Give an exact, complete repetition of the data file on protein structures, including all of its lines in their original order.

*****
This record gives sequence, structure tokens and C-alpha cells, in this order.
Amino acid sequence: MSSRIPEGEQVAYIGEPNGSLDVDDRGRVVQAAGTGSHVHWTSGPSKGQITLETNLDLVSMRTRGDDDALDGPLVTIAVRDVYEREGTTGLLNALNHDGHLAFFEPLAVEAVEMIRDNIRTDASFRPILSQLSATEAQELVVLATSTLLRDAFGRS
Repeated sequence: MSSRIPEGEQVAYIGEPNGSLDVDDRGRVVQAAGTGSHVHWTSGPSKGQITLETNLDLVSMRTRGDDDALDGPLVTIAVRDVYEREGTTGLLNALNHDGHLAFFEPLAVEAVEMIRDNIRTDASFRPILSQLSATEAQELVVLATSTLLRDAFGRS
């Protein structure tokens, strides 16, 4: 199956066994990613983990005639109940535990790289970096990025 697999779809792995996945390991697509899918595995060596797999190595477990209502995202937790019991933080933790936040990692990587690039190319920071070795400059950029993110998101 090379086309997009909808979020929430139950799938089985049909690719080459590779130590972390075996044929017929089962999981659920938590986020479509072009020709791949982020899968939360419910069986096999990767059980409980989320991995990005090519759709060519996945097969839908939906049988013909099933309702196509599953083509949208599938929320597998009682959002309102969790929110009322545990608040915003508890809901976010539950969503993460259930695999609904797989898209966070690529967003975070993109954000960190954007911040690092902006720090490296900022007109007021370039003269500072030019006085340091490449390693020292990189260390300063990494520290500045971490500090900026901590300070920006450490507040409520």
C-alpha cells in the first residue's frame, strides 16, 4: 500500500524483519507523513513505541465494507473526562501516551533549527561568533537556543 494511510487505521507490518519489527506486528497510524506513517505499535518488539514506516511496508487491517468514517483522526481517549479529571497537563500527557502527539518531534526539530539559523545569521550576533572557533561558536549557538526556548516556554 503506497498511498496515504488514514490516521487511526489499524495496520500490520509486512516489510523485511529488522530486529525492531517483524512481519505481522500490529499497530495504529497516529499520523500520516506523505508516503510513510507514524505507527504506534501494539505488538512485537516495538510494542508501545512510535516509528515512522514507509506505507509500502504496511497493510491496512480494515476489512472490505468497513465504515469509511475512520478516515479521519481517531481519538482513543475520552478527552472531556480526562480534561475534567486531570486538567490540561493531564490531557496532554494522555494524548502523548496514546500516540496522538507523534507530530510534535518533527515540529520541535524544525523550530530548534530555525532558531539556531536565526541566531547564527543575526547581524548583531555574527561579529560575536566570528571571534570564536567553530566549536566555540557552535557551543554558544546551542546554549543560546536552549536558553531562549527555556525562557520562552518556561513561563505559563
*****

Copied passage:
This record gives sequence, structure tokens and C-alpha cells, in this order.
Amino acid sequence: MSSRIPEGEQVAYIGEPNGSLDVDDRGRVVQAAGTGSHVHWTSGPSKGQITLETNLDLVSMRTRGDDDALDGPLVTIAVRDVYEREGTTGLLNALNHDGHLAFFEPLAVEAVEMIRDNIRTDASFRPILSQLSATEAQELVVLATSTLLRDAFGRS
Repeated sequence: MSSRIPEGEQVAYIGEPNGSLDVDDRGRVVQAAGTGSHVHWTSGPSKGQITLETNLDLVSMRTRGDDDALDGPLVTIAVRDVYEREGTTGLLNALNHDGHLAFFEPLAVEAVEMIRDNIRTDASFRPILSQLSATEAQELVVLATSTLLRDAFGRS
């Protein structure tokens, strides 16, 4: 199956066994990613983990005639109940535990790289970096990025 697999779809792995996945390991697509899918595995060596797999190595477990209502995202937790019991933080933790936040990692990587690039190319920071070795400059950029993110998101 090379086309997009909808979020929430139950799938089985049909690719080459590779130590972390075996044929017929089962999981659920938590986020479509072009020709791949982020899968939360419910069986096999990767059980409980989320991995990005090519759709060519996945097969839908939906049988013909099933309702196509599953083509949208599938929320597998009682959002309102969790929110009322545990608040915003508890809901976010539950969503993460259930695999609904797989898209966070690529967003975070993109954000960190954007911040690092902006720090490296900022007109007021370039003269500072030019006085340091490449390693020292990189260390300063990494520290500045971490500090900026901590300070920006450490507040409520």
C-alpha cells in the first residue's frame, strides 16, 4: 500500500524483519507523513513505541465494507473526562501516551533549527561568533537556543 494511510487505521507490518519489527506486528497510524506513517505499535518488539514506516511496508487491517468514517483522526481517549479529571497537563500527557502527539518531534526539530539559523545569521550576533572557533561558536549557538526556548516556554 503506497498511498496515504488514514490516521487511526489499524495496520500490520509486512516489510523485511529488522530486529525492531517483524512481519505481522500490529499497530495504529497516529499520523500520516506523505508516503510513510507514524505507527504506534501494539505488538512485537516495538510494542508501545512510535516509528515512522514507509506505507509500502504496511497493510491496512480494515476489512472490505468497513465504515469509511475512520478516515479521519481517531481519538482513543475520552478527552472531556480526562480534561475534567486531570486538567490540561493531564490531557496532554494522555494524548502523548496514546500516540496522538507523534507530530510534535518533527515540529520541535524544525523550530530548534530555525532558531539556531536565526541566531547564527543575526547581524548583531555574527561579529560575536566570528571571534570564536567553530566549536566555540557552535557551543554558544546551542546554549543560546536552549536558553531562549527555556525562557520562552518556561513561563505559563